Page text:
Government departments and power companies have been unable to show any detailed preparations they have made to protect people who need electricity to run lifesaving medical equipment in their homes, and which could be affected by blackouts this winter.
Neither the Department for Business, Energy and Industrial Strategy (BEIS) nor the Department of Health and Social Care (DHSC) have been able to point this week to any preparations they have made for possible three-hour blackouts this winter.
In a repeat of the early weeks of the pandemic, the government appears to have failed again to take measures to protect disabled people at a time of national emergency.
Its apparent failure came as disabled people told Disability News Service (DNS) of their concerns about the impact of possible blackouts.
DNS has been trying since last Friday to find out what plans are being made to ensure disabled people who rely on equipment such as ventilators and home dialysis machines, or fridges for insulin, can keep running them if their power goes out for long periods.
DNS first approached each of the six distribution network operators (DNOs)* whose responsibility it is to ensure customers dependent on medical equipment are protected during blackouts.
These companies referred DNS to their industry body, the Energy Networks Association (ENA).
But ENA said only that the six networks would “make every effort” to support disabled customers and those with long-term health conditions who were signed up to their Priority Services Registers by warning them when their power was about to be cut off and “signposting” them to support.
ENA also said that customers who require a continuous supply of electricity for medical reasons during a power cut should “seek advice from their local health service provider”.
Its website says such customers “often have backup power sources to keep vital equipment powered for several hours during a power failure”.
The regulator Ofgem says on its website that DNOs “could provide heating and cooking facilities” to those on the register if their power is cut.
When asked for further details of what support their “local health service provider” might be able to offer, and how confident it was that its members would be able to protect all disabled customers in the event of widespread blackouts, ENA referred DNS to BEIS.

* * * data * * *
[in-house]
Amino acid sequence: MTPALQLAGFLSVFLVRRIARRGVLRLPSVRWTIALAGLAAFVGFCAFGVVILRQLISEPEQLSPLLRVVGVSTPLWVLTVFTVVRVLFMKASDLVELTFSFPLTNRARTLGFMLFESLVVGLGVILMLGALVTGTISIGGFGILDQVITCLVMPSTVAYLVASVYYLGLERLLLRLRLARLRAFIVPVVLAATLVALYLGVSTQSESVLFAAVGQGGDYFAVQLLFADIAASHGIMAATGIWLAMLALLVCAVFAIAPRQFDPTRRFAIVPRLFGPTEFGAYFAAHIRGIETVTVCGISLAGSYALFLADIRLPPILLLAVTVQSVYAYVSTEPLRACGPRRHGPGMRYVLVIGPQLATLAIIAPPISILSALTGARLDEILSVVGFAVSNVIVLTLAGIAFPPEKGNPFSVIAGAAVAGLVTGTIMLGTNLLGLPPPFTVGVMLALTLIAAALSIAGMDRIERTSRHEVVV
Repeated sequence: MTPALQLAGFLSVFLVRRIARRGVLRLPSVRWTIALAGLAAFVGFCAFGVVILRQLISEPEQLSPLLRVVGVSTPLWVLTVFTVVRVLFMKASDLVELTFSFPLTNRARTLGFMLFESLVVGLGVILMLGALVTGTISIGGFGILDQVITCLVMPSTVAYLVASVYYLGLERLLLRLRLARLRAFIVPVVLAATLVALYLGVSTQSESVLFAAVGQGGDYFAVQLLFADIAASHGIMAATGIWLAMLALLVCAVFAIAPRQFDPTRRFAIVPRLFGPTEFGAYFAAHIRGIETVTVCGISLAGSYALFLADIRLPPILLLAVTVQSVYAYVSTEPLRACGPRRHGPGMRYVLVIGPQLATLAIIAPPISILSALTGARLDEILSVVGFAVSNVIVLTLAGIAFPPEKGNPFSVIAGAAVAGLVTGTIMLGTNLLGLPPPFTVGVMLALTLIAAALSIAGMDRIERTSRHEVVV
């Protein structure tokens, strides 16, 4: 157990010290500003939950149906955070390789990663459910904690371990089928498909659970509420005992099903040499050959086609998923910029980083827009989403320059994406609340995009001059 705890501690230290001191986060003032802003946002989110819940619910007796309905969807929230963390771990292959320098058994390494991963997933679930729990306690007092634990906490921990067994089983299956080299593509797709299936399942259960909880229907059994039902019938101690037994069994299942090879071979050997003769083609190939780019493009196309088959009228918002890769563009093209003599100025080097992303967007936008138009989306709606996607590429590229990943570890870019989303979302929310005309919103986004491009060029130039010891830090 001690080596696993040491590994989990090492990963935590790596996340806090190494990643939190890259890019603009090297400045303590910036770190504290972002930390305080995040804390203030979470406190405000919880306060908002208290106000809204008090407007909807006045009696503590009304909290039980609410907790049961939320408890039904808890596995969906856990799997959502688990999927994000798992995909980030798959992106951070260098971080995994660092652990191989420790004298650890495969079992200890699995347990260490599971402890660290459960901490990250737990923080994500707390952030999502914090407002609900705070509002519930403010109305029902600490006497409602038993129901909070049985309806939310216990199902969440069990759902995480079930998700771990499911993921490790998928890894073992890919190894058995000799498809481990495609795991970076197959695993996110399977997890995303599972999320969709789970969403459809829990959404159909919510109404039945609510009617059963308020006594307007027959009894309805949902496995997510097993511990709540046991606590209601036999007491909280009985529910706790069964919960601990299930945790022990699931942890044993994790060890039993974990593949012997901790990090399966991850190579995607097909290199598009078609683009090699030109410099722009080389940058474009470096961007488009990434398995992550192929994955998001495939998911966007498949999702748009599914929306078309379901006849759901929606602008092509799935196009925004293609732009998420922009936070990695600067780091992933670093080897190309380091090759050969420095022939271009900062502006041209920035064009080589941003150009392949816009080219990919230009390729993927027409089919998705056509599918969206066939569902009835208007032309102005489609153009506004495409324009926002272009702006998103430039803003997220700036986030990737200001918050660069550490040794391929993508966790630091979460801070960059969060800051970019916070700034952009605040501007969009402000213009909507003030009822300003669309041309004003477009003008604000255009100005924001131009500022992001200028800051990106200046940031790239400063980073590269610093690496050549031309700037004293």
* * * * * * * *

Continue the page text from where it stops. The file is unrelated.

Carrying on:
DNS contacted both BEIS and DHSC.
DHSC initially failed to respond, but later referred DNS to BEIS.
BEIS also initially failed to respond, but two days later a spokesperson released a statement that provided no details of any plans to protect disabled people who rely on medical or independent living equipment.
In background information provided to DNS, BEIS pointed to membership of the Priority Services Register, even though all this is likely to offer in the event of a blackout is to warn those signed up of an impending blackout, provide heating and cooking facilities to some customers – although it is not clear how many this could be offered to – and signpost customers in vulnerable situations to support.
One power company this week suggested that this signposting would include being referred to the Red Cross for “hot meals and drinks”.
The BEIS background information also stated that those who need a continuous supply of electricity for medical reasons should seek advice from their local health service provider, the same advice provided by ENA.
And BEIS appeared to suggest that most customers who rely on medical equipment in their homes would have backup power sources to keep that equipment functioning during a power failure.
BEIS declined to say how confident it was that it would be able to protect all those disabled customers who need electricity to run life-saving equipment in the event of large-scale blackouts this winter.